I agree 90% of the time it isn't like that though.

perplexed
14th December 2016, 18:13
Averaging 5 calls a day the past two weeks with regards to public sector roles - same place for the most part. I know they'll not fill them.

I assume either they'll end up recruiting plenty of fresh faced idealistic ( till reality beats them to a pulp ) grads as permies, outsource to an Indian IT company or more probably, pressure HR to agree to their view that key contractors are in fact outside based upon the information they've put into whatever tool emerges because otherwise a hell of a lot of arses will get kicked when the projects fail as contractors leave en masse.

Semtex
14th December 2016, 18:26
so this thread which had a catch title turned into a waste of 5 mins trawling through.

I think people are missing the elephant in the room here.

PS will offer quite a few opportunities for contractors seeing as many are jumping ship.

I don't buy the notion that decent contractors will not be interested. Contractors go where the money/opportunities are... Yes it may look as though the best money may be had in the Private sector, but watch the rates decline as more bodies competing.

Supply and Demand!

MrMarkyMark
14th December 2016, 18:30
so this thread which had a catch title turned into a waste of 5 mins trawling through.

I think people are missing the elephant in the room here.

PS will offer quite a few opportunities for contractors seeing as many are jumping ship.

I don't buy the notion that decent contractors will not be interested. Contractors go where the money/opportunities are... Yes it may look as though the best money may be had in the Private sector, but watch the rates decline as more bodies competing.

Supply and Demand!

Good Luck :yay:


Contractors go where the money/opportunities are...

They do indeed, its called the "bottom line"

Semtex
14th December 2016, 18:37
Good Luck :yay: - With What?



They do indeed, its called the "bottom line" -explain?

MrMarkyMark
14th December 2016, 18:41
-explain?

Earning good money in the public sector, given what arrangements / frameworks are going to be available to work through?

Or, do you know something I don't?

Depending on what you do it could be a possibility / opportunity, as long as they make it worth your while.

Semtex
14th December 2016, 18:46
Earning good money in the public sector, given what arrangements / frameworks are going to be available to work through?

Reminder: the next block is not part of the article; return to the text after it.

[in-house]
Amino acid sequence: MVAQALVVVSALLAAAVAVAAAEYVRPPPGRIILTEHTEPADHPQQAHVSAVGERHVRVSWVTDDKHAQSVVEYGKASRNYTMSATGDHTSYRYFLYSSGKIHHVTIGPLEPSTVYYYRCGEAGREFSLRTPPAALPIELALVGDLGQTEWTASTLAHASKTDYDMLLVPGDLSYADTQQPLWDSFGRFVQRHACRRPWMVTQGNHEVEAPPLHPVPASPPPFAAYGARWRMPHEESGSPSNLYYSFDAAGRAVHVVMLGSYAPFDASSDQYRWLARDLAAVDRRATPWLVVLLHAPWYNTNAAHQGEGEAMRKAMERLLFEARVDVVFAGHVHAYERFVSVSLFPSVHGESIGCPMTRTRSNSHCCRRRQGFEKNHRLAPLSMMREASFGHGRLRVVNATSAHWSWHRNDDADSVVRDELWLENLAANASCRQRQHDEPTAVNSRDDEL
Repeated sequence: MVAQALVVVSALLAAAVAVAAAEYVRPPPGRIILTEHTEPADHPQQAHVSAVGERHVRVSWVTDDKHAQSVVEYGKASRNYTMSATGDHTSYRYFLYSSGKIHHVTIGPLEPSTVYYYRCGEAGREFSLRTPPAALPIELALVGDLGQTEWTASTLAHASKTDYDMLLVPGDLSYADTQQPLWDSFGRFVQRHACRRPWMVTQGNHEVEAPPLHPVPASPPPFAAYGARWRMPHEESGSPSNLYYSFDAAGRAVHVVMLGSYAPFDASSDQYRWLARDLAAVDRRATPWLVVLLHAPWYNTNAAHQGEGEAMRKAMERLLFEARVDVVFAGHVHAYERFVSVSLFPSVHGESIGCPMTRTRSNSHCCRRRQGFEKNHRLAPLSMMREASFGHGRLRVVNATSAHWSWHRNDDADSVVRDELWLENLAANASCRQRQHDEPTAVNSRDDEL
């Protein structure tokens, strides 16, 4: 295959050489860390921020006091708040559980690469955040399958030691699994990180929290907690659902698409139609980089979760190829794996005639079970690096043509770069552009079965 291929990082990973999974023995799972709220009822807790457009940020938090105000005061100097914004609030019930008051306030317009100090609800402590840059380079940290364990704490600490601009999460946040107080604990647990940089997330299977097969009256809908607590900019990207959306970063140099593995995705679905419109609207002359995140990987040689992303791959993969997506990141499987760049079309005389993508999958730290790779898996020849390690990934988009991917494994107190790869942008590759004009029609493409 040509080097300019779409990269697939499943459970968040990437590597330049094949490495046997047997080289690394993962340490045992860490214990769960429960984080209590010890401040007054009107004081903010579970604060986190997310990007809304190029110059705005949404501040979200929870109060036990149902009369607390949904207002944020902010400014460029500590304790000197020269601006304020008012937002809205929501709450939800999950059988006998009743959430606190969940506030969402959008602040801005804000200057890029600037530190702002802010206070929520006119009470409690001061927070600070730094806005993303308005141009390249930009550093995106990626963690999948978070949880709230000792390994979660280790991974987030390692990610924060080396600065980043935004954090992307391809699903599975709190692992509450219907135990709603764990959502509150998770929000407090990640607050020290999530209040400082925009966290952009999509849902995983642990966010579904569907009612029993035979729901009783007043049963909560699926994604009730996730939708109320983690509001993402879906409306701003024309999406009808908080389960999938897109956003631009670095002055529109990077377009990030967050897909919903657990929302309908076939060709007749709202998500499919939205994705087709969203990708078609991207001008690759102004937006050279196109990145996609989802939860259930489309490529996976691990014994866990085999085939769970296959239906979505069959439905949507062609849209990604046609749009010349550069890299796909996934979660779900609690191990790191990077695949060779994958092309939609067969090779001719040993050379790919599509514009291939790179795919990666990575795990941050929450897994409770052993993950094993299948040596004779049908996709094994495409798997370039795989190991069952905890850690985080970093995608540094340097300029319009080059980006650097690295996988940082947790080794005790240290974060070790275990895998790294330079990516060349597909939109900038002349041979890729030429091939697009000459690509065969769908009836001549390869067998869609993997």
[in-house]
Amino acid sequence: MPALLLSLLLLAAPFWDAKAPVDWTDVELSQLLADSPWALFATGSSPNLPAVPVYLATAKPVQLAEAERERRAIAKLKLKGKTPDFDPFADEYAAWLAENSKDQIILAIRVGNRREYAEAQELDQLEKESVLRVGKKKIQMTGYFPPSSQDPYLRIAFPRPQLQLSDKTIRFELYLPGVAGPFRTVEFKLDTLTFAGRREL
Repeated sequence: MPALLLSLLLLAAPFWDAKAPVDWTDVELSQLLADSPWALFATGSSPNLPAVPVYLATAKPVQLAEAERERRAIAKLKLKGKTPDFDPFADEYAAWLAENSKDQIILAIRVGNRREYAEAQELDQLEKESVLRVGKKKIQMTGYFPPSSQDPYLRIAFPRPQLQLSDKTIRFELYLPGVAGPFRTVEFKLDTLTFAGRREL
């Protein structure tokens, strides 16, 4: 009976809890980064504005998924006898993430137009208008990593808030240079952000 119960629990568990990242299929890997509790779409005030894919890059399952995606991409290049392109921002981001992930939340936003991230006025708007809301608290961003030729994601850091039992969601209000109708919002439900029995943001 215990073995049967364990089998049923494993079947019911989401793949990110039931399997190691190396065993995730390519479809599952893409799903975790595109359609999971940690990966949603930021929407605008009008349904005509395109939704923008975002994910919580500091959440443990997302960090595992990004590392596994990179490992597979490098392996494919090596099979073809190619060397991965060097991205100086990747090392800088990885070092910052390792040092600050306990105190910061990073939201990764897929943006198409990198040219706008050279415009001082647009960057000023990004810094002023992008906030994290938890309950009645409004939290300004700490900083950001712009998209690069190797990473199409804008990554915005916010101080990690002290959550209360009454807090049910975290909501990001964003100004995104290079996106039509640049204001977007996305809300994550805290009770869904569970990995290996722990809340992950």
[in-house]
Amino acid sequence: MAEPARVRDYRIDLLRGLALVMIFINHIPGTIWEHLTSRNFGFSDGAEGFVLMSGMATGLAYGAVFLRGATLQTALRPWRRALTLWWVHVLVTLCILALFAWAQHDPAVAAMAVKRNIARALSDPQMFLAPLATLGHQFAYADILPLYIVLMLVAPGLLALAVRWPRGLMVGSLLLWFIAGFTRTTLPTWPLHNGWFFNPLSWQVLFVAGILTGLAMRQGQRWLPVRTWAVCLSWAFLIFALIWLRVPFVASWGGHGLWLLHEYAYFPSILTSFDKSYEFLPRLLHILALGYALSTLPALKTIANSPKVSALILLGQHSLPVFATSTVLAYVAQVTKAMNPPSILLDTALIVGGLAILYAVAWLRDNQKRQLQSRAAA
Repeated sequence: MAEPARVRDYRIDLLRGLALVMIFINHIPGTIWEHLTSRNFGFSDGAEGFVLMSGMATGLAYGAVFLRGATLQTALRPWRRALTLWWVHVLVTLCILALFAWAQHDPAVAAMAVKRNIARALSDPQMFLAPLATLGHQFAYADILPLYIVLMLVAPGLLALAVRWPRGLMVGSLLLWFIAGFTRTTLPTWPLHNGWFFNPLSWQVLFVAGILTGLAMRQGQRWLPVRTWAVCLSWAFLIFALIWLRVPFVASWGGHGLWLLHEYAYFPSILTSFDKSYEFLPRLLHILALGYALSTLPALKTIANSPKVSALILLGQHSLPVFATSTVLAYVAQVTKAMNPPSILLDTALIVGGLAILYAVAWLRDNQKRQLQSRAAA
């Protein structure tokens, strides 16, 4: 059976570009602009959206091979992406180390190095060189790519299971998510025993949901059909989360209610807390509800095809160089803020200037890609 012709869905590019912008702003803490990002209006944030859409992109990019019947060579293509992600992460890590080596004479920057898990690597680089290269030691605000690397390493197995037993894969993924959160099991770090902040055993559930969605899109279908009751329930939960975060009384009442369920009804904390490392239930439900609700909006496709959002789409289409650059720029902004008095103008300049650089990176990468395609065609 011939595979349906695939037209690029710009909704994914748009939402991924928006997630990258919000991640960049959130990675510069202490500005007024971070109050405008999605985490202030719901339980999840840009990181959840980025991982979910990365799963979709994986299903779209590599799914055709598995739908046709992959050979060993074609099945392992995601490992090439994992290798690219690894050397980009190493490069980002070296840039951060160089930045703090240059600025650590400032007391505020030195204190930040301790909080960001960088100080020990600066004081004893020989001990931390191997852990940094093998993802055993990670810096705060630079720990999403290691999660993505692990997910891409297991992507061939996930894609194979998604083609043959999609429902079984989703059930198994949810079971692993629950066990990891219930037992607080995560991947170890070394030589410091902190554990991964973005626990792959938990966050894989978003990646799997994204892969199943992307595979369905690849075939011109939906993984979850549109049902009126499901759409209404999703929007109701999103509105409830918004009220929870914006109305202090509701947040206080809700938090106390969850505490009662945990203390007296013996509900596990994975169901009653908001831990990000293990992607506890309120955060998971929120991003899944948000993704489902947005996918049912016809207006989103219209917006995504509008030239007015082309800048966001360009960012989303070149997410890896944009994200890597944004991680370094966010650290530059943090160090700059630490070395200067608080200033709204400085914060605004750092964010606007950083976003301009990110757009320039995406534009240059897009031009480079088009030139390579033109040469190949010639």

Or, do you know something I don't?

Depending on what you do it could be a possibility / opportunity, as long as they make it worth your while.

My point is £400 Private outside IR35 or £550 Public sector inside IR35 equate to same 'bottom line'. Private Sector 'Market Rates' will suffer as there will be an abundance of Contractors, unless you are very niche

The supply and demand principle is simple, how will the PS employers get resources? Permies ? not really the budget or appetite there at the mo. Contractors, smaller pool of resources = need to pay higher rates

there will be a lot of questions answered over the next few months but it will be interesting

northernladuk
14th December 2016, 18:51
PS will have to be an utter shambles before they start bending to supply and demand. It's public money they are spending so don't bend to market forces like private sector do. Look at the permie wages for example.

MrMarkyMark
14th December 2016, 18:56
My point is £400 Private outside IR35 or £550 Public sector inside IR35 equate to same 'bottom line'. Private Sector 'Market Rates' will suffer as there will be an abundance of Contractors, unless you are very niche

The supply and demand principle is simple, how will the PS employers get resources? Permies ? not really the budget or appetite there at the mo. Contractors, smaller pool of resources = need to pay higher rates

there will be a lot of questions answered over the next few months but it will be interesting

OK, now I have seen your companies road map, I say "Good Luck", just as before :yay:

Semtex
14th December 2016, 18:59
OK, now I have seen your companies road map, I say "Good Luck", just as before :yay:

You are not making any points just wishing me good luck? Either you are extremely friendly or not really getting it? Either way have a nice evening (me being nice as well) :smile

MrMarkyMark
14th December 2016, 19:02
You are not making any points just wishing me good luck? Either you are extremely friendly or not really getting it? Either way have a nice evening (me being nice as well) :smile


OK, I will be blunt :smile.

Depending on what you do, I believe your outlook on this is extremely optimistic at best.

I hope you have a nice evening, also.

Andy Hallett
14th December 2016, 19:26
Personally I am seeing this as an opportunity. Projects still need doing and public services still need to run.

Major Hassle
14th December 2016, 19:35
Personally I am seeing this as an opportunity. Projects still need doing and public services still need to run.

Very true. In the midst of chaos there is also opportunity

northernladuk
14th December 2016, 19:43
Personally I am seeing this as an opportunity. Projects still need doing and public services still need to run.

Completely agree with this ultimately but I'm guessing there will be some hard work needed to find and use them. Working from home and trying to convince yourself you are a 'Janice', sticking yourself on Digital Specialists won't cut it IMO.

MrMarkyMark
14th December 2016, 19:52
Completely agree with this ultimately but I'm guessing there will be some hard work needed to find and use them. Working from home and trying to convince yourself you are a 'Janice', sticking yourself on Digital Specialists won't cut it IMO.

There's actually a few on here that would have no problem pulling that off (If you will excuse the term ) :D

NotAllThere
14th December 2016, 19:54
PS will have to be an utter shambles...You mean it isn't now already? :eek:

northernladuk
14th December 2016, 19:58
You mean it isn't now already? :eek:

Well there is that lol.

Whorty
14th December 2016, 21:15
so this thread which had a catch title turned into a waste of 5 mins trawling through.